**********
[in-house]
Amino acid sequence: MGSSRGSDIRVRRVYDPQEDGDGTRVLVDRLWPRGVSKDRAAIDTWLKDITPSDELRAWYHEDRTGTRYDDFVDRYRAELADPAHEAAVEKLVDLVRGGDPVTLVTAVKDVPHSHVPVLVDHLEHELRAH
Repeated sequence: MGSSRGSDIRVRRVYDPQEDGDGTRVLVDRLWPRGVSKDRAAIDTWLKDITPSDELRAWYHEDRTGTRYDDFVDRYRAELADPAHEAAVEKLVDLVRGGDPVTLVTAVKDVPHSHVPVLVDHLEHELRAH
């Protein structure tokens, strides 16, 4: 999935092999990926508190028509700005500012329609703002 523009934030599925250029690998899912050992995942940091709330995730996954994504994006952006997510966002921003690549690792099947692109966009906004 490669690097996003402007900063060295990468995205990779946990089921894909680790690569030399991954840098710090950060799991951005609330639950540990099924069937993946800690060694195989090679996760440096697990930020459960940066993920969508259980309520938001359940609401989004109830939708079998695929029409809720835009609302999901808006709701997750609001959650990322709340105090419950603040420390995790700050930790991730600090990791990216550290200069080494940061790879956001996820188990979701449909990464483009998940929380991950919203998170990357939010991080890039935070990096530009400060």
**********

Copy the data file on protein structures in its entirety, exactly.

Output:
[in-house]
Amino acid sequence: MGSSRGSDIRVRRVYDPQEDGDGTRVLVDRLWPRGVSKDRAAIDTWLKDITPSDELRAWYHEDRTGTRYDDFVDRYRAELADPAHEAAVEKLVDLVRGGDPVTLVTAVKDVPHSHVPVLVDHLEHELRAH
Repeated sequence: MGSSRGSDIRVRRVYDPQEDGDGTRVLVDRLWPRGVSKDRAAIDTWLKDITPSDELRAWYHEDRTGTRYDDFVDRYRAELADPAHEAAVEKLVDLVRGGDPVTLVTAVKDVPHSHVPVLVDHLEHELRAH
């Protein structure tokens, strides 16, 4: 999935092999990926508190028509700005500012329609703002 523009934030599925250029690998899912050992995942940091709330995730996954994504994006952006997510966002921003690549690792099947692109966009906004 490669690097996003402007900063060295990468995205990779946990089921894909680790690569030399991954840098710090950060799991951005609330639950540990099924069937993946800690060694195989090679996760440096697990930020459960940066993920969508259980309520938001359940609401989004109830939708079998695929029409809720835009609302999901808006709701997750609001959650990322709340105090419950603040420390995790700050930790991730600090990791990216550290200069080494940061790879956001996820188990979701449909990464483009998940929380991950919203998170990357939010991080890039935070990096530009400060």